Rain Harvesting Followup

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rain_reduced   A few months ago I wrote about rain harvesting.  It is an idea whose time has come for certain climates and is being used more and more by homeowners and commercial businesses.  Someone emailed this week pointing out a very weird law concerning rain harvesting that at first I could not believe.  Apparently the rain is considered public property and as such it is illegal in many places to harvest it.  The idea is that the rain is supposed to flow unimpeded into rivers and lakes and to prevent that from happening is bad for the environment and the public good.

I did a little research and indeed this is true.  In fact the city of Seattle, or maybe the county Seattle is in, had to rewrite the law so that rain catching by homeowners is specifically allowed.  I found many places that ignore the law, and others that have changed it to allow rain harvesting.  Here is a blog post that goes into a bit more detail specifically on Colorado law.  Interesting and crazy angle to what I think is the great idea of rain harvesting.

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Will Sig
1 JD Thomas

There was a piece on NPR’s Morning Edition today on this very topic.

http://www.npr.org/templates/story/story.php?storyId=104643521

You can here it there.

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2 Steve

Hey Will,
To my mind, the stranger or sillier the law, the more likely it is real.

Still, it does raise an interesting question. If all landowners caught the rain and didn’t allow runoff, would the rivers flow less?

But if the rain hits my lawn and soaks in, am I not preventing runoff? What is the difference between “soaking in” and being collected in a tank?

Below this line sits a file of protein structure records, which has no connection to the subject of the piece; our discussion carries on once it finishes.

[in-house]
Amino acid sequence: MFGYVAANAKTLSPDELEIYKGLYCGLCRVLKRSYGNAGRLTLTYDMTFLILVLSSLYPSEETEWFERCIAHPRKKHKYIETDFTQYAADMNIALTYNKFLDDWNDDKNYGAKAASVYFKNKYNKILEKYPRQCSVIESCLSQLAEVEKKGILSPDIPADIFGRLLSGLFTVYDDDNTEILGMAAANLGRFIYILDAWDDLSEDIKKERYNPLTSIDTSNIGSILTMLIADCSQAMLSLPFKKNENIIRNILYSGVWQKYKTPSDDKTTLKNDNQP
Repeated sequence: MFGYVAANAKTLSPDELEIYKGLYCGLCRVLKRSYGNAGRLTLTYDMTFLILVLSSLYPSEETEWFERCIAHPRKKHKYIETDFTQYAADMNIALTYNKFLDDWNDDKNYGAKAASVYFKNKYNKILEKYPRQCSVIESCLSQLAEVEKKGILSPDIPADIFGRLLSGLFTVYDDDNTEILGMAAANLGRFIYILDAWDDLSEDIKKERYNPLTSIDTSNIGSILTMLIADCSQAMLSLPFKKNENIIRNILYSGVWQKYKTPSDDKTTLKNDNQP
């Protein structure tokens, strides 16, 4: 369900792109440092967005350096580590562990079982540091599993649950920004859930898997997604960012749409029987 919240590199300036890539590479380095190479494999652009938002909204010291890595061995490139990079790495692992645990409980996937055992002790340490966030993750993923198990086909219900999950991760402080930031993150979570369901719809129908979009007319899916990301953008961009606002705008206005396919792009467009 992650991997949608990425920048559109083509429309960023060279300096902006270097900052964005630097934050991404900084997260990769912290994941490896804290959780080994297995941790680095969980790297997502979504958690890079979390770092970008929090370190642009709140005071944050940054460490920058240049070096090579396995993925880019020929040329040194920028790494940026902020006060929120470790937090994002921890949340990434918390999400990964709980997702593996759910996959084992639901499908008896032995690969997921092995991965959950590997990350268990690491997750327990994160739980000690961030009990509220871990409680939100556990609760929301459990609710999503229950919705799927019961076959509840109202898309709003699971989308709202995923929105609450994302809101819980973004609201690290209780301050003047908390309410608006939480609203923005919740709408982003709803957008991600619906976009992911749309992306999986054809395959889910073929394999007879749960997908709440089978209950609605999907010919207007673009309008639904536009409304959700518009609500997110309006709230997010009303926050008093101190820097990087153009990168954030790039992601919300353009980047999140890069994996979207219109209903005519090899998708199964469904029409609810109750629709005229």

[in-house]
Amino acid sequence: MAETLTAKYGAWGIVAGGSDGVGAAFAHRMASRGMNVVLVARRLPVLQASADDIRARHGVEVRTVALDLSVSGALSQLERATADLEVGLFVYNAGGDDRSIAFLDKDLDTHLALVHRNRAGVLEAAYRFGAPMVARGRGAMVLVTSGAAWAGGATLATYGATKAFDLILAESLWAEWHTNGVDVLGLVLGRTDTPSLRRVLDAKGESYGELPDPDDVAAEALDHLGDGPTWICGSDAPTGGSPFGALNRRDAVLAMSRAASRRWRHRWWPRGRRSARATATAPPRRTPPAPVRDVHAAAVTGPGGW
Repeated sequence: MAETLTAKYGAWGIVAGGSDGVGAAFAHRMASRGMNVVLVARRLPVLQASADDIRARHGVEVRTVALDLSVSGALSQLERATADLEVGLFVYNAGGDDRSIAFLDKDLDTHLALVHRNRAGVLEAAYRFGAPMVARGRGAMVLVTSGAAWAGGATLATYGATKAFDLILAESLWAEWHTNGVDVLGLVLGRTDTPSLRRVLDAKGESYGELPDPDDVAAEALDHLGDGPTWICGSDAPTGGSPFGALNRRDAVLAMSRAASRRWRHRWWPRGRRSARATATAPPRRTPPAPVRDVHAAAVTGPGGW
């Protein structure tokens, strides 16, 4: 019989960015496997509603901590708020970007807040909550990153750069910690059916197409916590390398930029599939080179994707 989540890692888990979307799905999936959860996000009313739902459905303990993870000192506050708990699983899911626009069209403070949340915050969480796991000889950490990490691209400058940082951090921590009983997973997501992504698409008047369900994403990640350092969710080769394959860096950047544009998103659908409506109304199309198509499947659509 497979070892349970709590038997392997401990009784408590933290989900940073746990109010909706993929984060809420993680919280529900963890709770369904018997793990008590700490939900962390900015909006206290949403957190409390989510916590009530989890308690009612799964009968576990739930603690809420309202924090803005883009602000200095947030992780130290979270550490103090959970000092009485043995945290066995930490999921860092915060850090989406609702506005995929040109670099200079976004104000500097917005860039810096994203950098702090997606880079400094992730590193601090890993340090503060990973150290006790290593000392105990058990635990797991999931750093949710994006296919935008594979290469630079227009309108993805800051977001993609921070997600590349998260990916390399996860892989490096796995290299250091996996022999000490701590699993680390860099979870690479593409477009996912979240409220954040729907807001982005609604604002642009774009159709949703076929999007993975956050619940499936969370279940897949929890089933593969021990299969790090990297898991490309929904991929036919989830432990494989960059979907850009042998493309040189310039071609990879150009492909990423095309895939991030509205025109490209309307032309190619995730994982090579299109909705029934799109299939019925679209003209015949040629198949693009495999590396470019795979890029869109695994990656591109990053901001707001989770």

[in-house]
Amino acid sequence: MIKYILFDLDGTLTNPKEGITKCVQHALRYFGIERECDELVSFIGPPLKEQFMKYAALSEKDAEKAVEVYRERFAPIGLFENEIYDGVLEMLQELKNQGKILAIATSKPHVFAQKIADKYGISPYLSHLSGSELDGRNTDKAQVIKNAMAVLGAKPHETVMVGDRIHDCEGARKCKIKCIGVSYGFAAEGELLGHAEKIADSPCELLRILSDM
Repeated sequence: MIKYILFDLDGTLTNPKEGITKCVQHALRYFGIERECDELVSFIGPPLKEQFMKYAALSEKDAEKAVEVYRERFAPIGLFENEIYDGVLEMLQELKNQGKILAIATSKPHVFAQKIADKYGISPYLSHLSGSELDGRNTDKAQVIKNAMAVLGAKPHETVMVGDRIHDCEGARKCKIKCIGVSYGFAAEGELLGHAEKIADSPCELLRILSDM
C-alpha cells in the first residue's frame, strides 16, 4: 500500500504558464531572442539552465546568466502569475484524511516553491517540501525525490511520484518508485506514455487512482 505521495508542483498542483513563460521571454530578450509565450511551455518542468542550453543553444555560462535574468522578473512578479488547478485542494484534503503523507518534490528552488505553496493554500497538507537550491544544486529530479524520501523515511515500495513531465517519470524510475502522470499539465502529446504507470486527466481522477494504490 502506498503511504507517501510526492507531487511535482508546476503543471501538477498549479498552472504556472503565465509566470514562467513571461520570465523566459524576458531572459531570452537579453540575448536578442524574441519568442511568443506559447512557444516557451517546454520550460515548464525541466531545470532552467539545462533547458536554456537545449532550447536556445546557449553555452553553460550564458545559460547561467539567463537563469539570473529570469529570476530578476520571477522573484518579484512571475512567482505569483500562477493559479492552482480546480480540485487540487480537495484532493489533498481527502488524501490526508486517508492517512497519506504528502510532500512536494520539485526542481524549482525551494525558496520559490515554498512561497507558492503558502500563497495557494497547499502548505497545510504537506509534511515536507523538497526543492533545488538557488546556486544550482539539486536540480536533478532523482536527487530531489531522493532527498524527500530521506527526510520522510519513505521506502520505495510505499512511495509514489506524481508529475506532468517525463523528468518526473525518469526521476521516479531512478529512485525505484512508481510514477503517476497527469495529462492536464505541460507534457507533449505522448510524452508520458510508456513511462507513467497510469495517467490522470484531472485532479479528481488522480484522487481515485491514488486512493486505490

I think this law is attempting to address something that should probably be left alone. ~ Steve, the mildly confused trade show guru

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3 Will

That’s funny JD. I just read your link. I wrote the above this weekend – The NPR piece was today. Weird. In any case I recommend all to read the NPR article and the comments on it. Much more in-depth than my little rant above!

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4 Anna

Oh wow that is new one to me. Thanks for sharing. Anna 🙂

Annas last blog post..A Bit of Knowledge: Chose Sharpen or Blur Tool in Photo Editing

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5 Bob

Lol, we better check into that , like I have commented before, it is the thing to do with going green in our corporation, lots of Malls are looking into it right now.

Bobs last blog post..How To Build A Robot Army, and New NGC Premiere

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6 Stewie

Preventing the rain to flow to rivers sure is wrong, but in this concrete jungle were the rain is not going anywhere we can use this water to shower, to wash clothes and many other activities, and reduce the use of potable water for this purposes

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7 Will

Interesting point. Our concrete and asphalt jungle is preventing the rain from being absorbed into the earth. But at the same time it is putting more of it into rivers and streams. Unfortunately as it does this it takes all the oil, antifreeze, cigarette buts and other detritus with it.

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8 Keith

I guess the bottom line here is that “government” is a business and it needs all those fees generated by all the water it “owns”.

One big questions begs to be asked. What happens to that rain that the Colorado government “owns” when it passes into another state, say a neighboring state sharing the same watershed. Would not a resident of that other state be in violation of Colorado’s totalitarian watershed laws? Can not the Colorado water cops fine someone in that state who collects rain water? After all, that person will probably just -waste it- by drinking it, bathing in it or watering plants, instead of passing it along to the Colorado water meters to be used in industry.

After all, Nestle needs to bottle water to sell to Colorado residents.

Technically, anything but pavement and gutters would be in violation of this ridiculous law.

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